Like with all of the St. Louis International Film Festivals (SLIFF), the 26th version makes it very easy again to be overwhelmed by the number of films presented. Ready for this year’s astounding stats?
Over 2400 submissions, plus a few hundred films from distributors, sales agents and studios.
After careful vetting, these are the winners:
372 films from 64 countries
When I introduce SLIFF to someone who is not familiar with it, I tell them that this is a fantastic way to travel the world and a rare chance to watch films that will possibly never reappear in St. Louis (nor possibly in the US)…
… even if they are masterpieces!
And every year, such pieces make their way to SLIFF,
UNFORGETTABLE FILMS! (…)
[WITH 3 GEMS!!] Again, the St. Louis wow-festival is a trip! This year, SLIFF after 2300 submissions – not counting distributors and studio considerations – will screen 420 films from 72 countries! Below are *some* recommendations – I am missing many but my time is restricted at this time. 1.The good bets that I have not seen have no check marks. 2.Those I can vouch for are marked with an [X] 3. Those I very much appreciate: [X][X] 3.Those stand-outs, the gems, have an [X][X][X] …
An interview with Pier Marton, translated from the Spanish. Excerpts: “what follows does not represent ideas but stands for a lived-through experience — something which by definition can neither be communicated nor argued with… what needs to be unlearned is beyond our grasp… it is by becoming somebody that one crowns a successful education — self-distinction, self-inflation are inculcated from the start… what is being discussed here corresponds to the very same silence that Rimbaud and Gauguin may have experienced through their exiles, or through death’s notorious silence… It should be evident that when something tragic takes place, words are failing us. Those crises contain a form of wisdom and clarity which would be good to apply during our “normal” states — not only during those dramatic transitions, when we don’t know what is happening. We actually never know what is happening and, in finding speech inadequate, words should always fail us. […]
The best St. Louis International Film Festival in memory! Three of my favorite films: “In Transit” – The last of the great direct cinema documentary filmmakers, the recently deceased Albert Maysles (Salesman, Gimme Shelter, Grey Gardens, Running Fence…)… an eloquent love letter to humanity.
With a rarely seen fragility and gentleness, this tour de force of a film allows us to sense how precious each life is. Each individual’s aspirations and vulnerability is magically brought to light: one of the most touching film experience at this festival! — “The Fool/Durak” – … In the midst of the squalor of a small Russian town, through its understated acting and gritty realism, a suspense as worthy as that of a James Bond film, slowly but surely, takes shape. How institutions and the self-serving individuals that populate them can hold onto their morally bankrupt power… — “Embrace of the Serpent” – By following their actual diaries, this sumptuous and sensual film – some would call it an hallucinatory trip – pays tribute to two explorers and their guides as they venture into unknown regions of Colombia. One of the most astonishing and luminous film at the St. Louis International Film Festival! […]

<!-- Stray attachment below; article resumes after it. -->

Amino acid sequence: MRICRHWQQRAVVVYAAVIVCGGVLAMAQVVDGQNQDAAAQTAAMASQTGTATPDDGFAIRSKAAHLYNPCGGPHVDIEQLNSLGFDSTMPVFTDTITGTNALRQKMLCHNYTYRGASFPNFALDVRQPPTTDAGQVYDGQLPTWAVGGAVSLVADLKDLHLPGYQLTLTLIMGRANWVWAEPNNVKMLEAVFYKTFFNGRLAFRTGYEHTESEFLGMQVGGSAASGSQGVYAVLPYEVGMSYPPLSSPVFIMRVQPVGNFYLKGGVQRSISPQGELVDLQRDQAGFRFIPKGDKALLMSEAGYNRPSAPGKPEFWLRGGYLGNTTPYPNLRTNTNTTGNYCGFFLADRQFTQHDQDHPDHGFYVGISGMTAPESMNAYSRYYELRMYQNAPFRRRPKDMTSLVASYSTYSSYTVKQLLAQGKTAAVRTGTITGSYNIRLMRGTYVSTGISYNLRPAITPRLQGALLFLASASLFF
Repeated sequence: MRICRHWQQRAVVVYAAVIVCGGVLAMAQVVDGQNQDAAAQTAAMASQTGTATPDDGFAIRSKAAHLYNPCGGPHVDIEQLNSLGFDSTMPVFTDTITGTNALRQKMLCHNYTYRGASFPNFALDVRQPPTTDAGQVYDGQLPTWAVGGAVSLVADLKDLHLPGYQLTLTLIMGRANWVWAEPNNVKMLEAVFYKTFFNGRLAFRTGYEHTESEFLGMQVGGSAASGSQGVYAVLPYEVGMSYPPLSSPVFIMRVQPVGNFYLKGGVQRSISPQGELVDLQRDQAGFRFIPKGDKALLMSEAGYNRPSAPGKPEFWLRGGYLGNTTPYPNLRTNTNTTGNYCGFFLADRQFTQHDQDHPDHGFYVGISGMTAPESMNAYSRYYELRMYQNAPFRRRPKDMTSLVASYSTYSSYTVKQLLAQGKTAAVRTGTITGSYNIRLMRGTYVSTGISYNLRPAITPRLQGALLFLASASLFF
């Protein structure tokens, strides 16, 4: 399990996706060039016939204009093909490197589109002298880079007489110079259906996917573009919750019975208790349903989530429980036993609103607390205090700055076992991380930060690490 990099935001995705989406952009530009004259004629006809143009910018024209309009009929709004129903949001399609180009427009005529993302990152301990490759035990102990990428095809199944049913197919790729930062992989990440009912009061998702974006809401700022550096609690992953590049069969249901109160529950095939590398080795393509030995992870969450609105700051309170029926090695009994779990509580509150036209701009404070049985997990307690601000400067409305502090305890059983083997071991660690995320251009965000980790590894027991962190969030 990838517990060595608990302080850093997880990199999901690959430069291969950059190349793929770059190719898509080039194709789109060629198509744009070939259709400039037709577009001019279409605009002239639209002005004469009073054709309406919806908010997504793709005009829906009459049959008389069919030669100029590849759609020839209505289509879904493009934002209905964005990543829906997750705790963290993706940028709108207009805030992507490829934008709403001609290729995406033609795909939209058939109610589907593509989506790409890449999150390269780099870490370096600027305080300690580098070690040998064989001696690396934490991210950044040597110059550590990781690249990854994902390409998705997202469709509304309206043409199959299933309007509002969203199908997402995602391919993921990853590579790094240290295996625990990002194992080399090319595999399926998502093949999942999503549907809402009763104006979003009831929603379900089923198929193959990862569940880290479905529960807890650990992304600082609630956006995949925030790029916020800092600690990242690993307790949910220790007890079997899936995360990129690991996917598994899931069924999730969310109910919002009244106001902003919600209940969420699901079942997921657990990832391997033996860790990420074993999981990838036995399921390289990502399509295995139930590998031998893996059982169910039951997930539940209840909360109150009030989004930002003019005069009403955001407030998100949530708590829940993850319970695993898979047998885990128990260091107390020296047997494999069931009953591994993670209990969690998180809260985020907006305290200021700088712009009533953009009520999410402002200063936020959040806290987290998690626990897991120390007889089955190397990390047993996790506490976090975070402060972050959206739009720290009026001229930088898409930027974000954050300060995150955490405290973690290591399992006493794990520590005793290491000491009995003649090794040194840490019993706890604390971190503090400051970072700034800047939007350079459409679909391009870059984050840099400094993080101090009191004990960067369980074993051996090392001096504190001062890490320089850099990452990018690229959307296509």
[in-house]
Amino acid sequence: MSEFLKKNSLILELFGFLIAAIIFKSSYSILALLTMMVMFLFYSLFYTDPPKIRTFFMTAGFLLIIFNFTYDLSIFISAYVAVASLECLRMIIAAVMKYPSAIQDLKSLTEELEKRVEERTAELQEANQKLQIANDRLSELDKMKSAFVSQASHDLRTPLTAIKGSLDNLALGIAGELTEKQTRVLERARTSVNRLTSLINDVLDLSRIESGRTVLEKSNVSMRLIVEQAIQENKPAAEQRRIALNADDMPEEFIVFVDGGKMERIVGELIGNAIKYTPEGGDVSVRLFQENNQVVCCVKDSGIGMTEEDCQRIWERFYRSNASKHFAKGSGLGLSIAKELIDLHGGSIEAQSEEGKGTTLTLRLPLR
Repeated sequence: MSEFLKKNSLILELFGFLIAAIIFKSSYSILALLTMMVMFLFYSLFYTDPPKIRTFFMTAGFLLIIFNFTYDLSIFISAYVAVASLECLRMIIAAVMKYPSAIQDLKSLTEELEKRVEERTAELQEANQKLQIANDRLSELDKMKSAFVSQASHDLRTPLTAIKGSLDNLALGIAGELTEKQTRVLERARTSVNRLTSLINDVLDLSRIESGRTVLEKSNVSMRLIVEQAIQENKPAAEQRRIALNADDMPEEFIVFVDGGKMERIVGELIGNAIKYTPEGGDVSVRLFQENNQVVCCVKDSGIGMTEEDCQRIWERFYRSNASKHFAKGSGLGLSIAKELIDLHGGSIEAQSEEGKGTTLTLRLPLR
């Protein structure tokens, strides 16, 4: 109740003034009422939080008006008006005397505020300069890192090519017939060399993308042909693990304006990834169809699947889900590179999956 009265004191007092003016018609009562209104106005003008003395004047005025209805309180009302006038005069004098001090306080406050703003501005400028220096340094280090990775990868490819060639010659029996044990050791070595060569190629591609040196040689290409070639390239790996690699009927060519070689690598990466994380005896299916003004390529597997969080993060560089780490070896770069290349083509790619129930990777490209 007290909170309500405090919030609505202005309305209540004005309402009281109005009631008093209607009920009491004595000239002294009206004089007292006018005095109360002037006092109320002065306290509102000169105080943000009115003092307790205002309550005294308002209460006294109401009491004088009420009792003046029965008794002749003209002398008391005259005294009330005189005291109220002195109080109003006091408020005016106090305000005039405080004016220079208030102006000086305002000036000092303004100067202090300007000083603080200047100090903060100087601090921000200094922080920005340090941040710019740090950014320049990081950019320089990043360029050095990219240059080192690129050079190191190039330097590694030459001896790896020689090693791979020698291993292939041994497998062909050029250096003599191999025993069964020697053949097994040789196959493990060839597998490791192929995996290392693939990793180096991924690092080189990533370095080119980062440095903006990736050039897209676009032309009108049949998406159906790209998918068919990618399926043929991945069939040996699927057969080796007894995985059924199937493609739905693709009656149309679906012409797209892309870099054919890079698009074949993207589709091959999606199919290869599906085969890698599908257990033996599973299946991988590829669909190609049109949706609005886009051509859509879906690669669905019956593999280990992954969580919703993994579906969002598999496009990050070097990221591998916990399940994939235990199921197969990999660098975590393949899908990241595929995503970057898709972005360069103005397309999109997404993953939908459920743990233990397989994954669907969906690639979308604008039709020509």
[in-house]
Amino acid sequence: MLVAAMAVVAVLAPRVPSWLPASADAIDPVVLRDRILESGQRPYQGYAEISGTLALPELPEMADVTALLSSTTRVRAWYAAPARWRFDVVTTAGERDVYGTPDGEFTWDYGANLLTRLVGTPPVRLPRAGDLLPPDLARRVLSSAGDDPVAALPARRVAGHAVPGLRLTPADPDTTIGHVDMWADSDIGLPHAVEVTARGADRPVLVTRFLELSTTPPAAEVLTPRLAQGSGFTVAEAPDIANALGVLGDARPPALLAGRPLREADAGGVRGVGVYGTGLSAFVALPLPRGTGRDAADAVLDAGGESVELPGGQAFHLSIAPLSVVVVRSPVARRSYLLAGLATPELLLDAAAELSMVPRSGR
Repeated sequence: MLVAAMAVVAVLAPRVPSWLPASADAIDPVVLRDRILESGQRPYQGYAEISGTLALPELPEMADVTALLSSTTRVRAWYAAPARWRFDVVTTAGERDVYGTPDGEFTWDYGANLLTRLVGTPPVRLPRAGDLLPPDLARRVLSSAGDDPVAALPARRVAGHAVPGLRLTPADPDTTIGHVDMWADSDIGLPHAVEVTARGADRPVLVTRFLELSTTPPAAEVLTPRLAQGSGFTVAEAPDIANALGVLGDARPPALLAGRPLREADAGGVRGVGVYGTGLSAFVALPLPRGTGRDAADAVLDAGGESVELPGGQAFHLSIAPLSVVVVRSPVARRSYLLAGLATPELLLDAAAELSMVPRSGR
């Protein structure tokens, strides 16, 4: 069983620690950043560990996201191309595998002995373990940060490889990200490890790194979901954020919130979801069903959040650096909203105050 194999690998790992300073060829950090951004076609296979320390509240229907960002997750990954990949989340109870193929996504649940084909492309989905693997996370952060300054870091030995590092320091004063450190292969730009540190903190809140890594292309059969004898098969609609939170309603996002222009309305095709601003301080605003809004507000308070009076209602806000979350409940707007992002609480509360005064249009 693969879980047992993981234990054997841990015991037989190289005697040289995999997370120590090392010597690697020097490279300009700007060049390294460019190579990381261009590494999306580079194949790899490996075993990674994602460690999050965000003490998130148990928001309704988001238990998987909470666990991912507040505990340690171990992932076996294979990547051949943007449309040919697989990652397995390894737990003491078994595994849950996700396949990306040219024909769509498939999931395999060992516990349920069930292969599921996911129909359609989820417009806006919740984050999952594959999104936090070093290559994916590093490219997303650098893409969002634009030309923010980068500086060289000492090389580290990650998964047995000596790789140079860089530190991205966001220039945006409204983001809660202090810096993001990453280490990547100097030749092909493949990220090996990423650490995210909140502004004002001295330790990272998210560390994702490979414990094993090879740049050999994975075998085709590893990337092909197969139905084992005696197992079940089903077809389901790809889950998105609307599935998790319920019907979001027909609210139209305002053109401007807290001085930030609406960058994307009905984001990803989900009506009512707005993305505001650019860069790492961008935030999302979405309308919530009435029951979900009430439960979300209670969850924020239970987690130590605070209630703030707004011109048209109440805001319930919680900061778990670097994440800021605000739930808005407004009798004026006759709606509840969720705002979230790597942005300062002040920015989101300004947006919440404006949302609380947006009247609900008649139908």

November 5 – November 15 — The 2015 Whitaker St. Louis International Film Festival (SLIFF) – A UNIQUE CHANCE TO WATCH CINEMATIC TREASURES… films which, no matter how outstanding they are, often will not find a distributor in the U.S. Where else can you get to travel to 70 countries in 10 days through 447 films (97 narrative features, 86 documentary features, and 264 shorts)? Those I can already vouch for include Deep Web (opening night), Embrace of the Serpent, In Transit, The Fool/Durak, Sea Fog/Haemoo, Once in a Lifetime, In My Father’s House, Theeb, Three Windows and a Hanging, Dry, Eadweard, Court, Among the Believers, Hitchcock/Truffaut, The Last Mentsch, Armor of Light, Can You Dig This, Landfill Harmonic, Thao’s Library, Right Footed, Radical Grace, Something You Can Call Home, Cemetery of Splendor. Feel free to write for more info […]
— Going All Out for the Papal Visit — [a picture is again worth a thousand words] – What does “ecstasy” look like these days? (Sister Mary Gabriel of the Sisters of Life is screened at the Basilica of the National Shrine of the Immaculate Conception. Washington, D.C. – Wednesday September 23, 2015) – “Beyond the Finish Line” and other photographs by Josh Haner […]